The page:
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Auburn, Tuskegee partner to open access among communications programs

Tuskegee and Auburn representatives standing in front of Samford Hall

In an effort that further increases access to Auburn University among students from underrepresented areas of Alabama, Auburn and Tuskegee University signed an agreement Wednesday that adjoins the two institutions' communications programs at the undergraduate and graduate levels.

The memorandum of understanding, signed by Auburn President Jay Gogue and Tuskegee President Charlotte Morris, sets in place a program through which students can earn a bachelor’s degree in Communication from Tuskegee and then a master’s degree in Communication from Auburn.

“Auburn enjoys a strong collaborative relationship with Tuskegee University,” Gogue said. “This partnership is yet another way in which we can strengthen that bond while living out our land-grant mission of bettering our community and providing greater access to educational and professional opportunities.”

The agreement allows Tuskegee students pursuing a Communication degree, who maintain a 3.0 GPA, to complete their senior year at Auburn being able to enroll in a wide variety of courses in Auburn’s four undergraduate majors within the School of Communication and Journalism: communication, journalism, media studies and public relations. Tuskegee students could arrive to Auburn’s campus as early as spring 2022, but the first cohort of about five students is expected to arrive in fall 2022.

Tuskegee students will benefit from increased access to industry-standard equipment and software. They also will have networking opportunities with Auburn faculty and professional adjunct instructors along with access to Auburn libraries and career services.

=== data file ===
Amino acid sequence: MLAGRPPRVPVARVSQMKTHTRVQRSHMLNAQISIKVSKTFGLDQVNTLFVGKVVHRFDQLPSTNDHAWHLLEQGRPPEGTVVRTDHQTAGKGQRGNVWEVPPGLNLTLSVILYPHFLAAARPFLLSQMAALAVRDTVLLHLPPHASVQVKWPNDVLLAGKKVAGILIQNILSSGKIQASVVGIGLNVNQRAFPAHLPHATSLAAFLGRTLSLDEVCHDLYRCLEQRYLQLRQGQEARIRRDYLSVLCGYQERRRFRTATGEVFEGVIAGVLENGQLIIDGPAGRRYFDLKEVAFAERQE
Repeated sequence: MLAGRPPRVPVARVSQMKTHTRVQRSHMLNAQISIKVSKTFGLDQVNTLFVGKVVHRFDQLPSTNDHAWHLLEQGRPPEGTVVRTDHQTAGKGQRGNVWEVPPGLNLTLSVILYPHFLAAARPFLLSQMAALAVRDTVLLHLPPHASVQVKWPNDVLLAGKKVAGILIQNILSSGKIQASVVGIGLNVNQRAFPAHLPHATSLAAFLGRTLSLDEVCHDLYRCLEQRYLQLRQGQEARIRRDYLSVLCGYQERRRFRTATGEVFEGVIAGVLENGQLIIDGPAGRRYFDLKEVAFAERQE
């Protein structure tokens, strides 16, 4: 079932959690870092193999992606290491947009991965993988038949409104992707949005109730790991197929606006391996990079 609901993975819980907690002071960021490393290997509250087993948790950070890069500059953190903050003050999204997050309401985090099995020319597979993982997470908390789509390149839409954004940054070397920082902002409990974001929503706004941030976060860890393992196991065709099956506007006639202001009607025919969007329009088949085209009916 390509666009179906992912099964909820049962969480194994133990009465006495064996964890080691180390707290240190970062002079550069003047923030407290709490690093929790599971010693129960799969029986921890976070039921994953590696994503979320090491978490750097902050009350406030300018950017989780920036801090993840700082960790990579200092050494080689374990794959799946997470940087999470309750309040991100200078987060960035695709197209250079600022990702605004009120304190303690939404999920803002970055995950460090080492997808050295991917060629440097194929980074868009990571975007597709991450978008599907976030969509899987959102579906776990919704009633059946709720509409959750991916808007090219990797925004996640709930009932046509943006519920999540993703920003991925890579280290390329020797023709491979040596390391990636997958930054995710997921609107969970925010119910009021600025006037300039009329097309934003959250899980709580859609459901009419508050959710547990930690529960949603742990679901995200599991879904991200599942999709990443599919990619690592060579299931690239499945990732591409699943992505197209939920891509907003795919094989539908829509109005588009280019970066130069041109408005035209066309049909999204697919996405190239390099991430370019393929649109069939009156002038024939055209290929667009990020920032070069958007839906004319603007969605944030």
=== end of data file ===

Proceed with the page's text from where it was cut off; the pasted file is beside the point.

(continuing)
“This partnership will open an array of programming opportunities for our students, thus increasing their career prospects,” Morris said. “Auburn University has excellent infrastructure and faculty expertise in these frontier areas, and we are delighted that the opportunity for expanded studies has been extended to our Tuskegee University students. We look forward to this partnership and other ways of collaboration in opening new doors of access for our students.”

Early in the fall semester of their senior year at Auburn, Tuskegee students would then be eligible to apply for admission to Auburn’s Graduate School and would need to meet normal entrance requirements. After admission to the Graduate school, Tuskegee students would work with a graduate program officer who serves as the advisor for all graduate students in Auburn’s School of Communication and Journalism. Upon completion of all graduate degree requirements, the student would then receive a master’s degree in Communication from Auburn.

Wednesday’s agreement is not the first partnership between the neighboring schools. In 2018, Auburn and Tuskegee’s veterinary colleges signed an agreement furthering the relationship between the two schools and increasing the number of under-represented, board-certified specialists and diversity in the veterinary profession. In August of this year, the two schools partnered again to provide Tuskegee students opportunities to explore new educational and career paths through STEM research mentorships with Auburn graduate students and faculty

Tags: Communication and Journalism Diversity, Equity, and Inclusion Students

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